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THE CITIES OF THE PLAIN.

The fearful morning dawn'd in “grim repose,”
As Abraham sleepless from the mountain rose :
The earth had been his bed, for luxury then
Had tainted few among the sons of men;
Courts knew it well, but patriarch, youth, and sage,
Were strangers to its power in that young age,
And missd it not, and Abrahanı, just and wise,
Arose and gazed upon the eastern skies,
And trembling at their aspect, saw them glow
In preparation for the work of woe.
The sun's broad disk gleam'd of a sulphurous huc,
Ray-shorn, nor broke the lurid welkin through ;
The expanse of Heaven was clogg'd with heavy light,
Till night seem'd following in the rear of night.
Portentous omens to the Patriarch tell
The hour approaches, which he knows too well-
The time of 'Heaven's hot vengeance, that shall sweep
Cities and nations down oblivion's steep;
He sees them on the distant plain appear
Entire, though dim in the thick atmosphere:
And round them like a garment lies their doom,
And o'er them, and below them :-now the gloom
Brightens with lightnings hurtling here and there,
In their career resistless, through mid air
Shooting their arrowy splendours every side
In fearful havoc upon human pride-
While meteors transverse rush, or hissing fall,
And trail their liquid fires on parapet and wall.
Upon that champaigu rich, where yesterday
Man joyous revelld mid the landscape gay;
Where 'field and fruitage waved in prospect wide,
And blue lakes sparkled in the bright noon-tide;
Where roof and minaret in grey distance blent
Rose tranquilly a long and vast extent,
Gathering in force and reddening as they rolld,
Volumes of fame their quivering wreaths unfold;
A fiery ocean the far scene o'erspread,
While man and nature blazed and vanished !

The Patriarch wept that awful sight to see,-
All men are brethren in mortality;
And 'twas not impious he should shed a tear,
O’er suffering Nature's desolated bier;
Where nought but his was left, where all beside
Extinct, extinguish'd, in that blaze had died,
Now falling prostrate, to his God he pray'd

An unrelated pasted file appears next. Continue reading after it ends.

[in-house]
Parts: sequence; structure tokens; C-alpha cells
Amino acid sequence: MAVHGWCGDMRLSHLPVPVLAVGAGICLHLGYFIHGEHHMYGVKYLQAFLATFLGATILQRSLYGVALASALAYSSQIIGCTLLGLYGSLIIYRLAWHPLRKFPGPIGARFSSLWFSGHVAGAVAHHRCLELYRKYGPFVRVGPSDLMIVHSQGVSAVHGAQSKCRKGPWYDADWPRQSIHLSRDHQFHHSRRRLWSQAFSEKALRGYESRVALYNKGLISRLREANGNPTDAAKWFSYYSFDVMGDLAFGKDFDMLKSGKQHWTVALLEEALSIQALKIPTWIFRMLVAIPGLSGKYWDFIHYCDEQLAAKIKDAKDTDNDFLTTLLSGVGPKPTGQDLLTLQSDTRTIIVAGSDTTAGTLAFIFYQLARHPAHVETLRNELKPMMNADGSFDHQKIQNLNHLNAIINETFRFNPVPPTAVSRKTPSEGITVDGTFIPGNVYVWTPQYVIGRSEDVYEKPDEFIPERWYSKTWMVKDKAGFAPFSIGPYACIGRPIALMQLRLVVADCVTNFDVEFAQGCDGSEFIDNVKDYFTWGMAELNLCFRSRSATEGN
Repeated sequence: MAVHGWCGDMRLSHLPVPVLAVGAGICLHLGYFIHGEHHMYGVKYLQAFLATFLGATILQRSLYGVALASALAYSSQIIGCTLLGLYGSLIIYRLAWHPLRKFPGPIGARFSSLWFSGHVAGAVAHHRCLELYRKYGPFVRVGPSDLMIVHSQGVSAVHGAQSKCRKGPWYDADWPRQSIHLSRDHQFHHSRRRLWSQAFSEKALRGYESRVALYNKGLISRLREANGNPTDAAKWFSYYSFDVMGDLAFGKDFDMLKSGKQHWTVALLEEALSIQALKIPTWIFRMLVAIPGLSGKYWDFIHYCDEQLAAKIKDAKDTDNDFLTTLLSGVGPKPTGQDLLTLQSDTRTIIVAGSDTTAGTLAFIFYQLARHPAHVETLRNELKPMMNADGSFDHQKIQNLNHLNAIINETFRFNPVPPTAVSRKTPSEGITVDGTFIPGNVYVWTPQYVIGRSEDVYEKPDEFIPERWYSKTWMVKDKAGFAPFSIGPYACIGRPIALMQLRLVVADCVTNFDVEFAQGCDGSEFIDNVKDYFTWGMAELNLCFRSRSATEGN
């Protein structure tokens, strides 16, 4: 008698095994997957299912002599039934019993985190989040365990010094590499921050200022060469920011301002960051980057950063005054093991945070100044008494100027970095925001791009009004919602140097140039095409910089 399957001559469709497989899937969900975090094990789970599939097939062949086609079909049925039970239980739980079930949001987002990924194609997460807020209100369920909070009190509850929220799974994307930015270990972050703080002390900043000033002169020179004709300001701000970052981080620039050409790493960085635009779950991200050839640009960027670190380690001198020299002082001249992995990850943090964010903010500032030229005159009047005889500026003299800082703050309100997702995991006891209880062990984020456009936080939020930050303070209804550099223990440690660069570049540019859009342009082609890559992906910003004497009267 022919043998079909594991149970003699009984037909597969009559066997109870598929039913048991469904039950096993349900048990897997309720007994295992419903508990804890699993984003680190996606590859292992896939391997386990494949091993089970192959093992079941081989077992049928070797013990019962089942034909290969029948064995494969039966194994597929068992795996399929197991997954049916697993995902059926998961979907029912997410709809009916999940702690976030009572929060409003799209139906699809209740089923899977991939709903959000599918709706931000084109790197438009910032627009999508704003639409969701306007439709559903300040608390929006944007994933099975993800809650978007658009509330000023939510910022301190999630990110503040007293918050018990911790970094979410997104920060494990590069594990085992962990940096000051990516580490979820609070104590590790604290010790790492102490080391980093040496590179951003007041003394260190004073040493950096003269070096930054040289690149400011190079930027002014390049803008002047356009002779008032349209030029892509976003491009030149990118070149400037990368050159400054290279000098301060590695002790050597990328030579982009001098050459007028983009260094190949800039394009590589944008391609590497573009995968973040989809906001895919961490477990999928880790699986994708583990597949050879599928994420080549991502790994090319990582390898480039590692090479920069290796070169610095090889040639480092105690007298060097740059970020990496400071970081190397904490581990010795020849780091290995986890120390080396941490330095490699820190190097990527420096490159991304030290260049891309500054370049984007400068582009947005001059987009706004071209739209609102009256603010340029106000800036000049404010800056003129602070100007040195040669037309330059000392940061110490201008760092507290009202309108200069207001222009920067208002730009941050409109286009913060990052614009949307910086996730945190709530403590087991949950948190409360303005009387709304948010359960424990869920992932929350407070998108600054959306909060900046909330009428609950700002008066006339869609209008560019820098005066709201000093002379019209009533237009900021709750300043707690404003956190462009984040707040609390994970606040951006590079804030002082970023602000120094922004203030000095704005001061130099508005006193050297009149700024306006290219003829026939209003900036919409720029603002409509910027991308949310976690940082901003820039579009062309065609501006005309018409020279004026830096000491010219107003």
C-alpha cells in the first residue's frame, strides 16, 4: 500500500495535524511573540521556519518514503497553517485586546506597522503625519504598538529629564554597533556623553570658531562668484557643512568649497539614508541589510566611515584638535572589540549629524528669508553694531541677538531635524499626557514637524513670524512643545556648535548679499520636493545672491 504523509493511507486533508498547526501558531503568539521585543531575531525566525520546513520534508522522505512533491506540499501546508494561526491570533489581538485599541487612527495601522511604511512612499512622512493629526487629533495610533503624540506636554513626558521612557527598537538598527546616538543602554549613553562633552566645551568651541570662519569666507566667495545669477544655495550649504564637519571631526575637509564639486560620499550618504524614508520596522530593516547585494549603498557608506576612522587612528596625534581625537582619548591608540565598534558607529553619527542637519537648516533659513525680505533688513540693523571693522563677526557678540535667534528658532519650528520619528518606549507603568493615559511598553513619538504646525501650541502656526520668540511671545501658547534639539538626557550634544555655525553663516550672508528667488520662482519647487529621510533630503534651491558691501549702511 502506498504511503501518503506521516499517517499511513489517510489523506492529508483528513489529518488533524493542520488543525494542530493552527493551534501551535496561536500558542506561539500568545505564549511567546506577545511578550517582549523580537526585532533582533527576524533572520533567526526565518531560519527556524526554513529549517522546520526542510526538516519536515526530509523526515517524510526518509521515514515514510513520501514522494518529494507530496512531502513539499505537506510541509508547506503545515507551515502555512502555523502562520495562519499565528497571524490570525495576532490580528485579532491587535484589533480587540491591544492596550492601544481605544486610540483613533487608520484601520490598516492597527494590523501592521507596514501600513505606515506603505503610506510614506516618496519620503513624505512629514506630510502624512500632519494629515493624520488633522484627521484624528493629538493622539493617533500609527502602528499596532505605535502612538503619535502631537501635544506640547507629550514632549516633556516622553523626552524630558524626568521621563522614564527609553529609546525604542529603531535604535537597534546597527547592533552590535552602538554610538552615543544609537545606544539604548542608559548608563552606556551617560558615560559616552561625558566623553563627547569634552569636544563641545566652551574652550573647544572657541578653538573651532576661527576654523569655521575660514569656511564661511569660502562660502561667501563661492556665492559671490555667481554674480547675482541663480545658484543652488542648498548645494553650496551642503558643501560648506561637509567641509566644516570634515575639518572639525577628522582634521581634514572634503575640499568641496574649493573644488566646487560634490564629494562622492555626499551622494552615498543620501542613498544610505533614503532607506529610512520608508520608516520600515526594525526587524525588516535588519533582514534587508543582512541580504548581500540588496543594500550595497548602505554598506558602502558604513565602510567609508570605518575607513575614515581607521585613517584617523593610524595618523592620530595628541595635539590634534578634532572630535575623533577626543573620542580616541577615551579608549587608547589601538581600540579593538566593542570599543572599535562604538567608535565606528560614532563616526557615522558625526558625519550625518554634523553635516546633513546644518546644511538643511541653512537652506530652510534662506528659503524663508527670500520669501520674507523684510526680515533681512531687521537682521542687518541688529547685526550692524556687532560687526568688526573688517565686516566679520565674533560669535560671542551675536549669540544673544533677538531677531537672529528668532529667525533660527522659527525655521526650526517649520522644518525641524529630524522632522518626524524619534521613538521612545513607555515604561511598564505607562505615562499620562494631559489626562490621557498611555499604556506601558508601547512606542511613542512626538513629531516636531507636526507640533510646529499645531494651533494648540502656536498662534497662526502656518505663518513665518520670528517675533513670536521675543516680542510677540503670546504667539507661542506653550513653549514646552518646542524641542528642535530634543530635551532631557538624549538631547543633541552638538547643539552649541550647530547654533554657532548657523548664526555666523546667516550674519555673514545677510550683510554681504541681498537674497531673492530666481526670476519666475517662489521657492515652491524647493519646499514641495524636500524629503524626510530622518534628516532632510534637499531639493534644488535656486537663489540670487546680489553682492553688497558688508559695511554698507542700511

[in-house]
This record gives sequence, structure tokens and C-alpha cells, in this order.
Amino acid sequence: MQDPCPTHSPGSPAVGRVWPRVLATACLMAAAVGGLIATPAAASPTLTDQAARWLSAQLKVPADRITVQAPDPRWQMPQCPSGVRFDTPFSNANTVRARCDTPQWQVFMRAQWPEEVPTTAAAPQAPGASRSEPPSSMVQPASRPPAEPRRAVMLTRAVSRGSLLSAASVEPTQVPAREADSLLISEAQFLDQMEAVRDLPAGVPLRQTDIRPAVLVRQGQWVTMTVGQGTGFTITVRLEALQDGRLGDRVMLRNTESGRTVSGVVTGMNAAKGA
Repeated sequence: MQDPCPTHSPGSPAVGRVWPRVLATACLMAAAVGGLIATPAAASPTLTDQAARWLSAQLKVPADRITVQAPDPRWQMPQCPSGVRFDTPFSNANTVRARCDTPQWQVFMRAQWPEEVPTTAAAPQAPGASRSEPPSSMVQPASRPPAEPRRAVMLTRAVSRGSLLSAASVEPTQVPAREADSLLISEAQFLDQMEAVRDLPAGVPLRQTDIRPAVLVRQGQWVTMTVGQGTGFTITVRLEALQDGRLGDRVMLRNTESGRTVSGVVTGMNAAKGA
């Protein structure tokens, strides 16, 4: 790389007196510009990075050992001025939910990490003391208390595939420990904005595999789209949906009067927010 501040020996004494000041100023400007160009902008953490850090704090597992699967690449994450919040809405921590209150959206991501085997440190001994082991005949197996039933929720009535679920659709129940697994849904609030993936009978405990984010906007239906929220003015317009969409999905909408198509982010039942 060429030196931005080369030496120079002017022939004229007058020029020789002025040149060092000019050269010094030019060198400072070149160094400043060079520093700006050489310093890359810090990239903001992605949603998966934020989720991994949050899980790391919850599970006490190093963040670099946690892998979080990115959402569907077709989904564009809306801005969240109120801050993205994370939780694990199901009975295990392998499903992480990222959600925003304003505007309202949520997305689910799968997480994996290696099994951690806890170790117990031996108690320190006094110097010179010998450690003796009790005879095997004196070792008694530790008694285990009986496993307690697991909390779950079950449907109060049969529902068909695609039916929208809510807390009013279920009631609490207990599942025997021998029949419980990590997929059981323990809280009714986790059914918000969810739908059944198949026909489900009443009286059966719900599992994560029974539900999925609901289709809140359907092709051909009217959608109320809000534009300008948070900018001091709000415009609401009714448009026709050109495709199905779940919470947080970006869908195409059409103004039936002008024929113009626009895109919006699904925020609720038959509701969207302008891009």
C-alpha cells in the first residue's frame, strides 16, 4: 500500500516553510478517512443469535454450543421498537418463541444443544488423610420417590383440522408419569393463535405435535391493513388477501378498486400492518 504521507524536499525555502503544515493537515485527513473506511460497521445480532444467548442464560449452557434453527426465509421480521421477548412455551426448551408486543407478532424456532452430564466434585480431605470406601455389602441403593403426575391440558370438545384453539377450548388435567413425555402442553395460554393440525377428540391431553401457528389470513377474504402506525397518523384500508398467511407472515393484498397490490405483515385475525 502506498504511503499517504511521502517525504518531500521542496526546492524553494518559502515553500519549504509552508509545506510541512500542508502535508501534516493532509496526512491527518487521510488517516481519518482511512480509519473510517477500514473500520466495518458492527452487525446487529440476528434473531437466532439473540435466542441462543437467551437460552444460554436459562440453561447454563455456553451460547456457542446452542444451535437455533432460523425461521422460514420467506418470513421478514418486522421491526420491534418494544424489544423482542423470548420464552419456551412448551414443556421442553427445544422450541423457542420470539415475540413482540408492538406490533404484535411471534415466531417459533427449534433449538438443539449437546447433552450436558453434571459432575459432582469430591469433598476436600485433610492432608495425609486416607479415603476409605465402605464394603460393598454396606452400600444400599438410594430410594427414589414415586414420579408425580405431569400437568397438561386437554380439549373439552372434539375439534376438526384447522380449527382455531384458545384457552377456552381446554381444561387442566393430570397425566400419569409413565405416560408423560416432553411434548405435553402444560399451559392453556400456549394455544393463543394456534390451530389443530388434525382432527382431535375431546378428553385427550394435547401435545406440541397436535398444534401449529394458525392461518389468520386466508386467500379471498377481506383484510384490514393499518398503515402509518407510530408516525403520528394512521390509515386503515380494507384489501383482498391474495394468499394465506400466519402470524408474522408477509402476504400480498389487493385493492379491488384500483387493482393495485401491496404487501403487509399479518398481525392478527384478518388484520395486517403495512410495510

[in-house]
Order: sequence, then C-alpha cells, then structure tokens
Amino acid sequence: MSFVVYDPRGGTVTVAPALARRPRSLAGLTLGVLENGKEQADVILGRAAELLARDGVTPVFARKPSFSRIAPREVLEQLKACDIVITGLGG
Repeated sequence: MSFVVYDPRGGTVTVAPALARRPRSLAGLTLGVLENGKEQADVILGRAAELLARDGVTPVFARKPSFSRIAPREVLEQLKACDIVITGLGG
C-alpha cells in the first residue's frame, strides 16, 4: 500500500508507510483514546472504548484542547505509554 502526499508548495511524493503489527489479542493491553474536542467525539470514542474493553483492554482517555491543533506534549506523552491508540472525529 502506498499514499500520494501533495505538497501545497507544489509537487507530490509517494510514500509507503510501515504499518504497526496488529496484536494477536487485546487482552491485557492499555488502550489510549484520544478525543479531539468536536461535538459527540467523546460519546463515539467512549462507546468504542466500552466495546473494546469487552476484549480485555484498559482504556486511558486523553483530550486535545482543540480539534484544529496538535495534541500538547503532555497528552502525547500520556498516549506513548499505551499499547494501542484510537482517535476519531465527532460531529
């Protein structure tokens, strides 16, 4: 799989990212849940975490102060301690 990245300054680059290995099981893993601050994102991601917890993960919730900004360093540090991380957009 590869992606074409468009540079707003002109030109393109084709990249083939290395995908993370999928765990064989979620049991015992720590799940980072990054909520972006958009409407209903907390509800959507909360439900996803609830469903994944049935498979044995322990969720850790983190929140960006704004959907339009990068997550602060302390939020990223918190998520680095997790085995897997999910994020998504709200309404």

The God of vengeance, that his arm would aid
And shield him from the danger, and supply
Courage to meet his coming destiny,
And guide him to some country where might rest
His weary flocks with tranquil plenty blest.
Prayer-strengthen’d thus, his soul felt less dismay,
And soon he saw Lot's wearied family
Approach from Zoar, their refuge, angel-led
Further from danger to the mountain head.
They all were safe, save one, who, looking round
At the red hail that kindled all the ground,

For disobedience stricken, saw and died,
Before the scene of horror petrified.
Ages a stony monument she stood
Of Heaven's fierce wrath and Sodom's burning food,
Close at the bound where in their vengeful play
The fiery waves shook their red foam away.
For Lot had heard Heaven's messenger declare
The coming wreck, and warn him to beware,
And ere the dawn, the fatal dawn was nigh,
Bid him arouse his little family,
To Zoar escape, and find within its wall
A momentary refuge-thus had all
Been rescued from a far devouring, grave,
The flaming sepulchre of lord and slave !

O, when that realm like one wide furnace burn'd,
And wall and column, in the fame o'erturn'd,
Melted like drossy ore, and seethed, and broke
In billowy flame and jets of wreathing smoke,
That with commotion Heaven's high arch divide,
Rolling their volumes dense from side to side
And reddening earth's dark canopy—where then
Lay there a refuge for unhappy men,
Who heard not, thought not, till the moment canie,
Of the dire ravage of that flood of Alame ;-
Who scarcely saw, ere life was scorch'd away,
The wave that on them closed elernally!
Some, while asleep, were chark'd beneath the tide,
With unclosed eyes and without pain they died
And some there were that waking from a dream
Of hell, knew at the sight its angry gleam
In their own hemisphere-yet hardly knew
Ere they had breathed its air, that hotter grew
And shrivelled their parch'd lungs, and from their veins
Drank dry the life-blood ;-scarce their fever'd pains
They felt and they were dead—a wrinkled scroll

They blacken first, then round and round them roll
The fierce red surges, and they disappear
As fuel Aung within a furnace clear.
No shriek was ever heard,--they had no space
For suffering's utterance, scarcely had the face
Time to express its death-hue, ere it lay
Dissolved or bome on bubbling fires away.
Thus myriads in a mighty mass expire
Molten with street and dwelling quench'd in fire !